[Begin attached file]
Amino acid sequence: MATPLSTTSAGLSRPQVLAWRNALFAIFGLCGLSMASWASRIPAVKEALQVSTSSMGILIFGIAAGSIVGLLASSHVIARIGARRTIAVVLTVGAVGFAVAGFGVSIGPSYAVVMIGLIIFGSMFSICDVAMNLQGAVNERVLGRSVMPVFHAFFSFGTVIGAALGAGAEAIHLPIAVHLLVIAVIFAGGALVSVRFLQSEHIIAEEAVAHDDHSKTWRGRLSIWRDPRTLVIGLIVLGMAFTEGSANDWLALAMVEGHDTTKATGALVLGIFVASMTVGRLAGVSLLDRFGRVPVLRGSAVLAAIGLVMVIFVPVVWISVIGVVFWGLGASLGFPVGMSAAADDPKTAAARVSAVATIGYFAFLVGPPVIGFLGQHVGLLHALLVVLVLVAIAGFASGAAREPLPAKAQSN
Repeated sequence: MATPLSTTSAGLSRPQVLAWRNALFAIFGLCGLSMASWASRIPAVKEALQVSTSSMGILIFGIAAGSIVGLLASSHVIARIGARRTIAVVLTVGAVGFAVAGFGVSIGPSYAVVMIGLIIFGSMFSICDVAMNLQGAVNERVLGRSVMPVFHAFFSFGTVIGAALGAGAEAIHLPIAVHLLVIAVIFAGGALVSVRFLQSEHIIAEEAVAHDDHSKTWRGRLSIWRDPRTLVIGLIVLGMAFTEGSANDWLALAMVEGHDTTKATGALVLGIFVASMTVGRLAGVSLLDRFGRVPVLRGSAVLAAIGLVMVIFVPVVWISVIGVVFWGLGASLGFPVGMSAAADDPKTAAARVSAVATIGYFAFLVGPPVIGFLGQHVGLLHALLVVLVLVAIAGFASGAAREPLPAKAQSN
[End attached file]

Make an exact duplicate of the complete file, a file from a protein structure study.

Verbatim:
Amino acid sequence: MATPLSTTSAGLSRPQVLAWRNALFAIFGLCGLSMASWASRIPAVKEALQVSTSSMGILIFGIAAGSIVGLLASSHVIARIGARRTIAVVLTVGAVGFAVAGFGVSIGPSYAVVMIGLIIFGSMFSICDVAMNLQGAVNERVLGRSVMPVFHAFFSFGTVIGAALGAGAEAIHLPIAVHLLVIAVIFAGGALVSVRFLQSEHIIAEEAVAHDDHSKTWRGRLSIWRDPRTLVIGLIVLGMAFTEGSANDWLALAMVEGHDTTKATGALVLGIFVASMTVGRLAGVSLLDRFGRVPVLRGSAVLAAIGLVMVIFVPVVWISVIGVVFWGLGASLGFPVGMSAAADDPKTAAARVSAVATIGYFAFLVGPPVIGFLGQHVGLLHALLVVLVLVAIAGFASGAAREPLPAKAQSN
Repeated sequence: MATPLSTTSAGLSRPQVLAWRNALFAIFGLCGLSMASWASRIPAVKEALQVSTSSMGILIFGIAAGSIVGLLASSHVIARIGARRTIAVVLTVGAVGFAVAGFGVSIGPSYAVVMIGLIIFGSMFSICDVAMNLQGAVNERVLGRSVMPVFHAFFSFGTVIGAALGAGAEAIHLPIAVHLLVIAVIFAGGALVSVRFLQSEHIIAEEAVAHDDHSKTWRGRLSIWRDPRTLVIGLIVLGMAFTEGSANDWLALAMVEGHDTTKATGALVLGIFVASMTVGRLAGVSLLDRFGRVPVLRGSAVLAAIGLVMVIFVPVVWISVIGVVFWGLGASLGFPVGMSAAADDPKTAAARVSAVATIGYFAFLVGPPVIGFLGQHVGLLHALLVVLVLVAIAGFASGAAREPLPAKAQSN